1. What's your motivation to change? - If you feel the need to eliminate or add certain foods to the diet, be sure to have a really good reason to do so. A good reason would be doctor's/dietitian's orders OR lab work that reflects the need to place emphasis on certain areas of your diet. Weight loss is typically a top priority for most people wanting to change nutrition habits but a better focus would be on what you can do with your body when you start eating healthier. Maybe less sick days, reducing risk for cancer, being around longer for your grand kids/spouse, having more energy, taking better care of your body, performing better, having less focus on food and more focus on living life to the fullest? Whatever your reason may be, let a change in body composition be that added bonus as your health is always top priority.

2. Create a positive food environment - stock your kitchen with everything you need to prepare wholesome foods at home and store leftovers in Tupperware. And don't forget the foods that you want to eat as well. I recommend to shop every 3-4 days when you are transitioning to a more real food diet so that you do not overwhelm yourself with a lot of produce and then find yourself throwing it out after 7 days. Think of what you can keep in your pantry, refrigerator and freezer for easy and healthy meal prep.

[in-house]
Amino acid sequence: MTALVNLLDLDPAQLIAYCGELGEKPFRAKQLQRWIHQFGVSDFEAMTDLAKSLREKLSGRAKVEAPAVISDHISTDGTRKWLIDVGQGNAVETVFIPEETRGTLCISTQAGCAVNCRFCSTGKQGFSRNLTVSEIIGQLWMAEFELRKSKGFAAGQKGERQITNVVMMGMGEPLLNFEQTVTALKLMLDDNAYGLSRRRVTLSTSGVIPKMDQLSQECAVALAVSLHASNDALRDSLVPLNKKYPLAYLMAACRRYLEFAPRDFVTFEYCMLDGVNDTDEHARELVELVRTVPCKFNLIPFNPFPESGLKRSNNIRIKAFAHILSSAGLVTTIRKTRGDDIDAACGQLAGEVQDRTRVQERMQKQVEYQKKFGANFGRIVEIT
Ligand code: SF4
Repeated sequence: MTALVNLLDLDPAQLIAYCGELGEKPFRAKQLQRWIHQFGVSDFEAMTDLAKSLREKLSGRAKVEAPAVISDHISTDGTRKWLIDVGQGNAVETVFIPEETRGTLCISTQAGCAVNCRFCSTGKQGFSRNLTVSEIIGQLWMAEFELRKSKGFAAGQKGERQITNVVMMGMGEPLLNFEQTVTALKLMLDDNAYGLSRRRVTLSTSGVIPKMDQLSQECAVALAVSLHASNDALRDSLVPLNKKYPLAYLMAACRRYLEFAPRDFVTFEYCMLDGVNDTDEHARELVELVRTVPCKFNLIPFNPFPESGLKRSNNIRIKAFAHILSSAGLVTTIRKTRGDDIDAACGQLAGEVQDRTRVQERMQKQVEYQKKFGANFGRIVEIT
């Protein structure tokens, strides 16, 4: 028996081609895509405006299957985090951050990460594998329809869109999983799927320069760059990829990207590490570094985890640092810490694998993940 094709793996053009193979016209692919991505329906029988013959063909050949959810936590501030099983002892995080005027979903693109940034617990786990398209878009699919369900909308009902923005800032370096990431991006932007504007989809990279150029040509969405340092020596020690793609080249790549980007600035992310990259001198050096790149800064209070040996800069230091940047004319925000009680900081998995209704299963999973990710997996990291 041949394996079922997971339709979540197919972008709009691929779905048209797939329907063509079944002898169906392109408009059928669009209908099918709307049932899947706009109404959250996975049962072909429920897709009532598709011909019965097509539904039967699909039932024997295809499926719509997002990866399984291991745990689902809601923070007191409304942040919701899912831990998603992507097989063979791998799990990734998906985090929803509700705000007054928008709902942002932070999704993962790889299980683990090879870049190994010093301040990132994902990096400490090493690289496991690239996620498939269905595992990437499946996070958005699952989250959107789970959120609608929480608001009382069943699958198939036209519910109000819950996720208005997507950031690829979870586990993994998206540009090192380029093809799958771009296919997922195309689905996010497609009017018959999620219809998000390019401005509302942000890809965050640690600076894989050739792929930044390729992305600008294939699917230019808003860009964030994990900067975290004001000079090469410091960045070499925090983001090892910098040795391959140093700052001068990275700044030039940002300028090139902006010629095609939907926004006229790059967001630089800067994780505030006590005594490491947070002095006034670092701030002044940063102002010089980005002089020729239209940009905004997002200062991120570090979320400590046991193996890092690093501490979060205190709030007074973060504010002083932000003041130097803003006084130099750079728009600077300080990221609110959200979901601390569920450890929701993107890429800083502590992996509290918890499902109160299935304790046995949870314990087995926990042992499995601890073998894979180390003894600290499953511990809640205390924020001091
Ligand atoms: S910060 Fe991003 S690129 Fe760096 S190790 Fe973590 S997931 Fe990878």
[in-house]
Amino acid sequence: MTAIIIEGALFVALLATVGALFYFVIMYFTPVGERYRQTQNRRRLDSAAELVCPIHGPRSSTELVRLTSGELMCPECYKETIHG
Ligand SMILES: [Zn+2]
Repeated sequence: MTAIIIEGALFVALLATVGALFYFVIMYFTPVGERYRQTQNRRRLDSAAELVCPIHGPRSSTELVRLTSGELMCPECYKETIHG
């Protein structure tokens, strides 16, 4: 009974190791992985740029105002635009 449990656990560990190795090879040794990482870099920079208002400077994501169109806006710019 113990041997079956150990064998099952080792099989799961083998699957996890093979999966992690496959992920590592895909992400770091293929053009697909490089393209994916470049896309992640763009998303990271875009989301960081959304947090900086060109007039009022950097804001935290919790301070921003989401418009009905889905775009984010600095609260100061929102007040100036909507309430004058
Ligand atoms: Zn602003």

3. Don't be perfect, aim for progress - create a very simple lifestyle log to plan your day. The diet mentality is to log your day as or after it happened and this often doesn't initiate change but instead guilt, control and self-defeat. Instead, create a plan for yourself. When you think about what you will eat before/after workouts, for your 3 meals and then snacking with a purpose, you have a better opportunity to set yourself up for success. Not only do you have a plan for staying nourished and satisfied but you are now forced to make sure you have those food items available which reduces the risk for overeating later in the day as well as going long hours without eating (or eating on a whim). This also helps the athlete fuel better so that pre and post workout nutrition isn't an afterthought.